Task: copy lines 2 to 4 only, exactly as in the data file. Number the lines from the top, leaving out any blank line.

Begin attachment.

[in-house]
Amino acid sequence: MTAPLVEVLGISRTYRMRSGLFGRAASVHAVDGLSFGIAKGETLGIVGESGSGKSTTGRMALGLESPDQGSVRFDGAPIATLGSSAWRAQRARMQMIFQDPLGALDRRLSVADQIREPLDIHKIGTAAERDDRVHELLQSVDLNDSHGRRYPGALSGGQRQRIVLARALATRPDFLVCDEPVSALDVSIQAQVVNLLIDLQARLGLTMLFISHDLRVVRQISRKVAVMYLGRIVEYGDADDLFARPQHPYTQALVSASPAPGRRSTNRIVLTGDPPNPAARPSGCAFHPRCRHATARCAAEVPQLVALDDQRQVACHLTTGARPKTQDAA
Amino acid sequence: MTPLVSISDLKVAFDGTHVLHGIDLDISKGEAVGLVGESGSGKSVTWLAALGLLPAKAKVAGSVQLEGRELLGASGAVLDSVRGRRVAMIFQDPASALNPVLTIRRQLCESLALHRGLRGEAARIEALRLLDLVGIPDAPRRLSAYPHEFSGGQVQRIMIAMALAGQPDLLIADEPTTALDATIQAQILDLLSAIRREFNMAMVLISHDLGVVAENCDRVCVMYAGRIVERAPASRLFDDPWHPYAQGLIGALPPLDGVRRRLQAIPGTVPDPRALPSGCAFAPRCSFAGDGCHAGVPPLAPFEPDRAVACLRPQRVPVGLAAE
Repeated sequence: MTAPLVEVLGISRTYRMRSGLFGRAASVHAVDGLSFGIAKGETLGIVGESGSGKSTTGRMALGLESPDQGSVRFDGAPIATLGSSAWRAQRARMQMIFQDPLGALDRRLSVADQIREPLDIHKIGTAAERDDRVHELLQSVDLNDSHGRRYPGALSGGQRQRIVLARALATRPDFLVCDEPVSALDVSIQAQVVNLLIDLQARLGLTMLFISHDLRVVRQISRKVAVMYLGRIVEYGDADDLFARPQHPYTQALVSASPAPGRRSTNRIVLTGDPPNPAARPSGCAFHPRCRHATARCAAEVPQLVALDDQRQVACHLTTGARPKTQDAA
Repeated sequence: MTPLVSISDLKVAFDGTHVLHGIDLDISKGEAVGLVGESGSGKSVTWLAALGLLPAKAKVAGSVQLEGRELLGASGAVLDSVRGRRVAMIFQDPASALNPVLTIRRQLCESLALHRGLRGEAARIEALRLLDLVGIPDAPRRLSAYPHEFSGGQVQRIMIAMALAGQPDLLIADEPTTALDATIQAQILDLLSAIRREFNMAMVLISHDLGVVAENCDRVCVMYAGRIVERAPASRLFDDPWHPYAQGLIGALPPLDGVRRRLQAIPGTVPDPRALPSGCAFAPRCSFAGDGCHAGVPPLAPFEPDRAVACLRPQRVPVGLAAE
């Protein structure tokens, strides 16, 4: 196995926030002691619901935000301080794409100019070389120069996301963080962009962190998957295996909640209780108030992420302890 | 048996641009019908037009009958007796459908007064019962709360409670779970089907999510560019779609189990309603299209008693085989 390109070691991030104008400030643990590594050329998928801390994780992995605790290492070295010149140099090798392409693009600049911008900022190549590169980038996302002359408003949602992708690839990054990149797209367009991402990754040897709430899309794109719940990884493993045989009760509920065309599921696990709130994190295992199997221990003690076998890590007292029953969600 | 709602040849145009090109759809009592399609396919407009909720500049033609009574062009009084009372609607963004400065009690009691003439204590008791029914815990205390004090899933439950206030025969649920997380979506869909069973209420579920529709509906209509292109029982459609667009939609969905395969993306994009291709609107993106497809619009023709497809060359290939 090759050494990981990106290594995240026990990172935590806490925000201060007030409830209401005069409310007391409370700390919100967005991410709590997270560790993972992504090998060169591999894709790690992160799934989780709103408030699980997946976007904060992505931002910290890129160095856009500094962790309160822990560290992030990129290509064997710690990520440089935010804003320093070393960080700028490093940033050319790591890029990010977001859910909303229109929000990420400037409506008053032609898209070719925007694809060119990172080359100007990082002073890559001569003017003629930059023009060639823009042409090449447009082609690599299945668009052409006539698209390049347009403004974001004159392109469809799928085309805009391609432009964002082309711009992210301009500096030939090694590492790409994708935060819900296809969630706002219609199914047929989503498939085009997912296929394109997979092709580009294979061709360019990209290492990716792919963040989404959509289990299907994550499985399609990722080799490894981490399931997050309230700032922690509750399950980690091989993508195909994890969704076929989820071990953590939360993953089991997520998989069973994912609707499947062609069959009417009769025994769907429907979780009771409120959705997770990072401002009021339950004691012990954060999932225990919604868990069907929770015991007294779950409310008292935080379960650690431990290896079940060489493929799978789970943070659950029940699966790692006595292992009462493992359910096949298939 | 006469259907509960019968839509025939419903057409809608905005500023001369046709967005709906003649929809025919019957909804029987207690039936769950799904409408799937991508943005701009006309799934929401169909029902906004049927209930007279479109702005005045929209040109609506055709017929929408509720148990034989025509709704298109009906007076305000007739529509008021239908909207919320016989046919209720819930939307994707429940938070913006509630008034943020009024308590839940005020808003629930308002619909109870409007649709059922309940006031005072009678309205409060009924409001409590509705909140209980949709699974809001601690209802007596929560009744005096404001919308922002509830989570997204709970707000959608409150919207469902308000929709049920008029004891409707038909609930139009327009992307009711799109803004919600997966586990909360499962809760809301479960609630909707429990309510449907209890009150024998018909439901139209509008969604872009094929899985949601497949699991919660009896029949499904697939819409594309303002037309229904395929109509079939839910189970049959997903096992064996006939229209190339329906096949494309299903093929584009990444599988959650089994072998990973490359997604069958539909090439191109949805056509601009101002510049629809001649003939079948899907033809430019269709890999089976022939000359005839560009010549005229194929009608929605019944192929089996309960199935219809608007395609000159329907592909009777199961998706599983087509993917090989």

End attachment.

Amino acid sequence: MTAPLVEVLGISRTYRMRSGLFGRAASVHAVDGLSFGIAKGETLGIVGESGSGKSTTGRMALGLESPDQGSVRFDGAPIATLGSSAWRAQRARMQMIFQDPLGALDRRLSVADQIREPLDIHKIGTAAERDDRVHELLQSVDLNDSHGRRYPGALSGGQRQRIVLARALATRPDFLVCDEPVSALDVSIQAQVVNLLIDLQARLGLTMLFISHDLRVVRQISRKVAVMYLGRIVEYGDADDLFARPQHPYTQALVSASPAPGRRSTNRIVLTGDPPNPAARPSGCAFHPRCRHATARCAAEVPQLVALDDQRQVACHLTTGARPKTQDAA
Amino acid sequence: MTPLVSISDLKVAFDGTHVLHGIDLDISKGEAVGLVGESGSGKSVTWLAALGLLPAKAKVAGSVQLEGRELLGASGAVLDSVRGRRVAMIFQDPASALNPVLTIRRQLCESLALHRGLRGEAARIEALRLLDLVGIPDAPRRLSAYPHEFSGGQVQRIMIAMALAGQPDLLIADEPTTALDATIQAQILDLLSAIRREFNMAMVLISHDLGVVAENCDRVCVMYAGRIVERAPASRLFDDPWHPYAQGLIGALPPLDGVRRRLQAIPGTVPDPRALPSGCAFAPRCSFAGDGCHAGVPPLAPFEPDRAVACLRPQRVPVGLAAE
Repeated sequence: MTAPLVEVLGISRTYRMRSGLFGRAASVHAVDGLSFGIAKGETLGIVGESGSGKSTTGRMALGLESPDQGSVRFDGAPIATLGSSAWRAQRARMQMIFQDPLGALDRRLSVADQIREPLDIHKIGTAAERDDRVHELLQSVDLNDSHGRRYPGALSGGQRQRIVLARALATRPDFLVCDEPVSALDVSIQAQVVNLLIDLQARLGLTMLFISHDLRVVRQISRKVAVMYLGRIVEYGDADDLFARPQHPYTQALVSASPAPGRRSTNRIVLTGDPPNPAARPSGCAFHPRCRHATARCAAEVPQLVALDDQRQVACHLTTGARPKTQDAA